In 1952, Omer and Elinor McGee established the first Christmas tree farm in El Dorado County. Low rainfall and a dwindling snowpack, along with scorching temperatures, wreaked havoc on the trees. With the help of July, Mike was able to save 80% of the seedlings he planted in February. Lots of mature Christmas trees became kindling for a massive blaze in August. Mike gave it to his son, Eli, who, like his older brother, aspired to be a pilot or trainer. “He’ll work for a half-hour hunting for a bolt and a screw before he says, ‘Can you assist me?'” says Eli’s mother Phyllis.
Eli McGee changed his Facebook career from “production scientist” to “tree farmer” in June, after trading in his safety goggles for painting boots. Phyllis, Phyllis, Phyllis, Phyllis, Phyllis, Phyllis, Phyllis, Phyllis, Phyllis, “I assume it’s in Eli’s blood,” she added, adding that tree farming was “in Mike’s blood.” The 2,000 saplings from my own circle of relatives had failed miserably; 80 percent of them, 1,600 Christmas trees, had died. To keep their seedlings alive, the McGee family increased their water usage to 773,2 hundred cubic feet in the first ten months of the year.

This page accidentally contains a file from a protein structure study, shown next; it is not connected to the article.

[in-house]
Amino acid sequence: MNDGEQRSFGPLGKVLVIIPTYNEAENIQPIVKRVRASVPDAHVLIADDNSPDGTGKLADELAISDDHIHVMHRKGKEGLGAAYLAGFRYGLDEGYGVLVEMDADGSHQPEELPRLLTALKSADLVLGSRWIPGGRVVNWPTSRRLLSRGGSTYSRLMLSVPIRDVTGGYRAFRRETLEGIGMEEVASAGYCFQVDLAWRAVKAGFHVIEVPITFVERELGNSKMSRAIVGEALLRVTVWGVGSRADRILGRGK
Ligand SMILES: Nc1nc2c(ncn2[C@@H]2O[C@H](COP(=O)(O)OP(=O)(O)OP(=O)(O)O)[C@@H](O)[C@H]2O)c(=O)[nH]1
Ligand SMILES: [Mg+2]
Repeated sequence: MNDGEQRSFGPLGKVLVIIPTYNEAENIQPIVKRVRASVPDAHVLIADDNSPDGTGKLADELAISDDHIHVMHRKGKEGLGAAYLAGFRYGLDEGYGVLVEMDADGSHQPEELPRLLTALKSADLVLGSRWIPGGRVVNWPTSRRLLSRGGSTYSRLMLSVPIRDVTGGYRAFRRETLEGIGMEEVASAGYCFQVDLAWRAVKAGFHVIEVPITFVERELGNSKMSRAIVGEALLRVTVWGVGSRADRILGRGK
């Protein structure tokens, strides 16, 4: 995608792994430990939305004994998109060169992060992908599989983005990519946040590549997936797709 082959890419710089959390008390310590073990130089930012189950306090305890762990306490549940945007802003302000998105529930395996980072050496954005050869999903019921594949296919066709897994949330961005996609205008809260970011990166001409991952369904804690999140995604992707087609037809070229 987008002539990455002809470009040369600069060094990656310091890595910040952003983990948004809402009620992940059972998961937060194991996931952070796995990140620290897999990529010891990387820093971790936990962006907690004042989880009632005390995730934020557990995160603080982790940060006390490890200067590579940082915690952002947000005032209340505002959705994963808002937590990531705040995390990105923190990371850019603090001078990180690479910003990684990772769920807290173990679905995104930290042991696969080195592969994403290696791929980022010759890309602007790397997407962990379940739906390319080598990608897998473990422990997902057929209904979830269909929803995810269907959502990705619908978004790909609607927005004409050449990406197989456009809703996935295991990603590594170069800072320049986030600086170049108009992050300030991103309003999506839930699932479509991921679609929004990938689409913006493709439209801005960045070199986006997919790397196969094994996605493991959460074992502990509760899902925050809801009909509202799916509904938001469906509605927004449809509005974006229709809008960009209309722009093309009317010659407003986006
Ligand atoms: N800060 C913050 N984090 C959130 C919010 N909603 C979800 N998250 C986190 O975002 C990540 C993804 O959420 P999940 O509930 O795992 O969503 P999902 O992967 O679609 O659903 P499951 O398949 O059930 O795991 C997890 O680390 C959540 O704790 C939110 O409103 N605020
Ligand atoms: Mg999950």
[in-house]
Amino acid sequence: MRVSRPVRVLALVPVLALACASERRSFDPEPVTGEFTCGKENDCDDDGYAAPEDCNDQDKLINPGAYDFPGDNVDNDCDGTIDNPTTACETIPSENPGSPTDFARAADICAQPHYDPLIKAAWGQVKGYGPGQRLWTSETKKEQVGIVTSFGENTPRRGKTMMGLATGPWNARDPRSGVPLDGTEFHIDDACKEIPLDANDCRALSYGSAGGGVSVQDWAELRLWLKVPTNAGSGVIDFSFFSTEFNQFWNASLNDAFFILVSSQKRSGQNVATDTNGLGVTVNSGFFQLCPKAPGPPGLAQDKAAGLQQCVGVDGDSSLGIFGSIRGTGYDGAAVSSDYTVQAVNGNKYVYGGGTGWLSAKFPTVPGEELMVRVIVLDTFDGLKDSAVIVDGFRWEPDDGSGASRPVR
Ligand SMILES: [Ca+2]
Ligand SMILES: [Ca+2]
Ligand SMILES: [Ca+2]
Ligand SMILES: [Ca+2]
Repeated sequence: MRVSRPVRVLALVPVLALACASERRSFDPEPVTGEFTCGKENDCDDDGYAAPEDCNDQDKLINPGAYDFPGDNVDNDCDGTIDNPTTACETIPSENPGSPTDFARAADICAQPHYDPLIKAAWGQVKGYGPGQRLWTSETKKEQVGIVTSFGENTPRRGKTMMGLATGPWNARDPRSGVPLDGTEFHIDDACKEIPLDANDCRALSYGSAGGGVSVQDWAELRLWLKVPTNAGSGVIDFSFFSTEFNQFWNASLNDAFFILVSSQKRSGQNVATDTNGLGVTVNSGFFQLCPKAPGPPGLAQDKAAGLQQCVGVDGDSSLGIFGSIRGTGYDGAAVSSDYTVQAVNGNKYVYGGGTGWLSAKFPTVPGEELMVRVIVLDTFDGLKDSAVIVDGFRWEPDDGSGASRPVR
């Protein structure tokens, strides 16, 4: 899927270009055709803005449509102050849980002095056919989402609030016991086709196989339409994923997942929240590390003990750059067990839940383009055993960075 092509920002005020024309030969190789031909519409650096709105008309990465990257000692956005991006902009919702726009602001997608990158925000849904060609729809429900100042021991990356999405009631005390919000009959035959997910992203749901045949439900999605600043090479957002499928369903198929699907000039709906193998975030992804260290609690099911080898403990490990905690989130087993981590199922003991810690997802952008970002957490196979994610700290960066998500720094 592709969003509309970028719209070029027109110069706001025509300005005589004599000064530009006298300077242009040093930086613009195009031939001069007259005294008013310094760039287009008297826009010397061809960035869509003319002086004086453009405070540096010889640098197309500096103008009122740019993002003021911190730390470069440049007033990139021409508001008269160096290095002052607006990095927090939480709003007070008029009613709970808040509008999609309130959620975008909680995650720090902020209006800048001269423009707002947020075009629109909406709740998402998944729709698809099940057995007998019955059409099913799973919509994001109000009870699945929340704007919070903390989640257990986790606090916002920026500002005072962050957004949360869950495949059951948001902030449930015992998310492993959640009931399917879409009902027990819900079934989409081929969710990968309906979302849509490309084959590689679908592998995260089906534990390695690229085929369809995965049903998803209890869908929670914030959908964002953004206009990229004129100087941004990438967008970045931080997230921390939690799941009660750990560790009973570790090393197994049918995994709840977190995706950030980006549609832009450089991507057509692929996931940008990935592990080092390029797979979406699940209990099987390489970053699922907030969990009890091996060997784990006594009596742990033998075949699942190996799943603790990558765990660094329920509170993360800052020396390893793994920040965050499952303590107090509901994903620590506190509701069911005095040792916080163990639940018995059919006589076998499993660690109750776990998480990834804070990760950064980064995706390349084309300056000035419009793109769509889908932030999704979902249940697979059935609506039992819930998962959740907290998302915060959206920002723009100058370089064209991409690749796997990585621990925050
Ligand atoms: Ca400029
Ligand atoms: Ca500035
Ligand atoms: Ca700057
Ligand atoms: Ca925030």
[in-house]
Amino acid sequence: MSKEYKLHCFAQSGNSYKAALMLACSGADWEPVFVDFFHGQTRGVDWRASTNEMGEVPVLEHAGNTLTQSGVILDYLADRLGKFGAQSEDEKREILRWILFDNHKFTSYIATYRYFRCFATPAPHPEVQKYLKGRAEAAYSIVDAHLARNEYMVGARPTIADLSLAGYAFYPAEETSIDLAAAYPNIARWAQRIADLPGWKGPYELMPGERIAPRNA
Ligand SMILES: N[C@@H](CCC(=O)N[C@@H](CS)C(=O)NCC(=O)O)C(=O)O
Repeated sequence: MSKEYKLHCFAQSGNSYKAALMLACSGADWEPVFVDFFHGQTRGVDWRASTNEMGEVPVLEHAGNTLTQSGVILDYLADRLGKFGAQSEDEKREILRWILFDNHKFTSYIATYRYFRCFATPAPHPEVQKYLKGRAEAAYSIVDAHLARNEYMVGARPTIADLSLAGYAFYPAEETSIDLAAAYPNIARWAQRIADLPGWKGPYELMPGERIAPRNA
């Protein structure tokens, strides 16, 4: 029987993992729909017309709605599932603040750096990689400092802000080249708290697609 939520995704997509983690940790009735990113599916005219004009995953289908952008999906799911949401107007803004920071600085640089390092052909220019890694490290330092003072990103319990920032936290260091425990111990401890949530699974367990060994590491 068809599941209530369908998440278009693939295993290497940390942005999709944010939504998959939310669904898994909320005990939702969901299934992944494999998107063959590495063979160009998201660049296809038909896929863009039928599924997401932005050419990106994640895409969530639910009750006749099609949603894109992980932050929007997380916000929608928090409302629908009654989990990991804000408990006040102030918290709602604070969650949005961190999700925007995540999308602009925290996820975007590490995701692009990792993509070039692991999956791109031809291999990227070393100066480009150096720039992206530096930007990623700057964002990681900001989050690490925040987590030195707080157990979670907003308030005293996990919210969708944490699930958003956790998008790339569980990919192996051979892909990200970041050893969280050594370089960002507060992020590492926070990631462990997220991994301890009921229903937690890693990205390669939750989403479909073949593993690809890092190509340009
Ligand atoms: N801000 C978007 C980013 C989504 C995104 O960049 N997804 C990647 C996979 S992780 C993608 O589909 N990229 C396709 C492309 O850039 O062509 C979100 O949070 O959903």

According to a specialist, fires are making it more difficult for California’s most prolific timber to reproduce in the aftermath of a wildfire. Low-elevation conifers have adapted to common fires, but not to high-severity, high-warmth fires, according to him. According to Stewart, conifers are looking for higher altitudes with better reproductive conditions. Patches of closely packed forests that once defined the Northern California landscape will not regrow without the help of experts.
Thousands of trees had been torched, leaving “blackened skeletons of Christmas trees,” according to Mike. He’d like to get rid of the deadwood and fix the fence before rebuilding. He’d also have to decide whether or not to build the farm’s first irrigation system, which would be a time and resource-intensive project. For someone diagnosed with ALS, the average life expectancy is 5 years. Mike is unable to close his clippers or apply pressure on the tractor. Phyllis permits him to change the oil in his mower regularly. “It’s a little frightening to believe that your entire home will be completely flammable,” she says.
Drought, Fire Threaten Family Christmas Tree Business – Los Angeles Times. (2021, November 1). Los Angeles Times.